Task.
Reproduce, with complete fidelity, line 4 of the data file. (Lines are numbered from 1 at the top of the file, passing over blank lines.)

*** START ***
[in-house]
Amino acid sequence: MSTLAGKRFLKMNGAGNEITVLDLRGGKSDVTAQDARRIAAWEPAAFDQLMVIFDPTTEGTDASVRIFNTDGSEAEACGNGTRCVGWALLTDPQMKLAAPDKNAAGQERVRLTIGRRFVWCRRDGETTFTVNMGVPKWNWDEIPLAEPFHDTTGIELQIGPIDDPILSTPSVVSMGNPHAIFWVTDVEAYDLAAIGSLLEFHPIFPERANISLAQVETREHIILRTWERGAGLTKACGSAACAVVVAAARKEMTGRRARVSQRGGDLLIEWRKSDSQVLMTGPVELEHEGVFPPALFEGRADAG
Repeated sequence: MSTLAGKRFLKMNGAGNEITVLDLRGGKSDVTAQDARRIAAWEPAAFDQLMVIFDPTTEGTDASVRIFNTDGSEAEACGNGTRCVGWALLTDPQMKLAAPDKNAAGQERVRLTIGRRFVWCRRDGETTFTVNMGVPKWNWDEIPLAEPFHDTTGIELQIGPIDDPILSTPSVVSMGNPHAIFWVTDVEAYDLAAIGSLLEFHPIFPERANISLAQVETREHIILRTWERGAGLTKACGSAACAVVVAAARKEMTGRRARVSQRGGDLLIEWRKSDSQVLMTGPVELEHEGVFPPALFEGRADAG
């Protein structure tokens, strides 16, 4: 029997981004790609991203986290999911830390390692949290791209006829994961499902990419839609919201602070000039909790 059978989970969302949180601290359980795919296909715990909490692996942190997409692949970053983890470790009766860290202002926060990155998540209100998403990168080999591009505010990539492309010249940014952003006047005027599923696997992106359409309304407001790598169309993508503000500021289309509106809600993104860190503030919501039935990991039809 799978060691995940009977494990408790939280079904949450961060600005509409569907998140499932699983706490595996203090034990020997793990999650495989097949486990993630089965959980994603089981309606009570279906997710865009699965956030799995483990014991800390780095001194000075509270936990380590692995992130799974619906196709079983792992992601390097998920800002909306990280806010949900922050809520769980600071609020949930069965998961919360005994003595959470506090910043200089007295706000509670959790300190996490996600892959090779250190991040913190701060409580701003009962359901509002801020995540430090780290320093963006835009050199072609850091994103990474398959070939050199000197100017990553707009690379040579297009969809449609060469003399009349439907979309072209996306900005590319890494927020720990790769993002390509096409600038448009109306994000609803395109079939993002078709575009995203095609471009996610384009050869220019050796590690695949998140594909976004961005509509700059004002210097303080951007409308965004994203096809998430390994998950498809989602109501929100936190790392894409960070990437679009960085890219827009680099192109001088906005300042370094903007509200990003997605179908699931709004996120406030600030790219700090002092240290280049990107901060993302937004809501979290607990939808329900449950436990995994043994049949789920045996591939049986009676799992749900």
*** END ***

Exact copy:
């Protein structure tokens, strides 16, 4: 029997981004790609991203986290999911830390390692949290791209006829994961499902990419839609919201602070000039909790 059978989970969302949180601290359980795919296909715990909490692996942190997409692949970053983890470790009766860290202002926060990155998540209100998403990168080999591009505010990539492309010249940014952003006047005027599923696997992106359409309304407001790598169309993508503000500021289309509106809600993104860190503030919501039935990991039809 799978060691995940009977494990408790939280079904949450961060600005509409569907998140499932699983706490595996203090034990020997793990999650495989097949486990993630089965959980994603089981309606009570279906997710865009699965956030799995483990014991800390780095001194000075509270936990380590692995992130799974619906196709079983792992992601390097998920800002909306990280806010949900922050809520769980600071609020949930069965998961919360005994003595959470506090910043200089007295706000509670959790300190996490996600892959090779250190991040913190701060409580701003009962359901509002801020995540430090780290320093963006835009050199072609850091994103990474398959070939050199000197100017990553707009690379040579297009969809449609060469003399009349439907979309072209996306900005590319890494927020720990790769993002390509096409600038448009109306994000609803395109079939993002078709575009995203095609471009996610384009050869220019050796590690695949998140594909976004961005509509700059004002210097303080951007409308965004994203096809998430390994998950498809989602109501929100936190790392894409960070990437679009960085890219827009680099192109001088906005300042370094903007509200990003997605179908699931709004996120406030600030790219700090002092240290280049990107901060993302937004809501979290607990939808329900449950436990995994043994049949789920045996591939049986009676799992749900």